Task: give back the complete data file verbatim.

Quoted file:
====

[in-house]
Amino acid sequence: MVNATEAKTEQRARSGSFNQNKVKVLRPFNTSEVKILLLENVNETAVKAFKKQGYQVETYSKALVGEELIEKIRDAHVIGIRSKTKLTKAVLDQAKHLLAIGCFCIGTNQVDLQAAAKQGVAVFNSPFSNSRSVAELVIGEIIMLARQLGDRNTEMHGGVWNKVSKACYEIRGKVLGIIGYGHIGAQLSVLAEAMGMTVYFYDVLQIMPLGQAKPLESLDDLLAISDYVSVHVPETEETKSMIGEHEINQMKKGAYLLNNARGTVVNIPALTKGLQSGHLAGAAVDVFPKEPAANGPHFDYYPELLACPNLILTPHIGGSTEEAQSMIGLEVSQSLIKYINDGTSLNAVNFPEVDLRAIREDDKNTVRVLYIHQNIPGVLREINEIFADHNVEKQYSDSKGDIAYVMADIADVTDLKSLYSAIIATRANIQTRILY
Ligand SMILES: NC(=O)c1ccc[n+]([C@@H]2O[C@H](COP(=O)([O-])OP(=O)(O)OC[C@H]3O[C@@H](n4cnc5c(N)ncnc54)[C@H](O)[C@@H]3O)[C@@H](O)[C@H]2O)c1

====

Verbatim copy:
[in-house]
Amino acid sequence: MVNATEAKTEQRARSGSFNQNKVKVLRPFNTSEVKILLLENVNETAVKAFKKQGYQVETYSKALVGEELIEKIRDAHVIGIRSKTKLTKAVLDQAKHLLAIGCFCIGTNQVDLQAAAKQGVAVFNSPFSNSRSVAELVIGEIIMLARQLGDRNTEMHGGVWNKVSKACYEIRGKVLGIIGYGHIGAQLSVLAEAMGMTVYFYDVLQIMPLGQAKPLESLDDLLAISDYVSVHVPETEETKSMIGEHEINQMKKGAYLLNNARGTVVNIPALTKGLQSGHLAGAAVDVFPKEPAANGPHFDYYPELLACPNLILTPHIGGSTEEAQSMIGLEVSQSLIKYINDGTSLNAVNFPEVDLRAIREDDKNTVRVLYIHQNIPGVLREINEIFADHNVEKQYSDSKGDIAYVMADIADVTDLKSLYSAIIATRANIQTRILY
Ligand SMILES: NC(=O)c1ccc[n+]([C@@H]2O[C@H](COP(=O)([O-])OP(=O)(O)OC[C@H]3O[C@@H](n4cnc5c(N)ncnc54)[C@H](O)[C@@H]3O)[C@@H](O)[C@H]2O)c1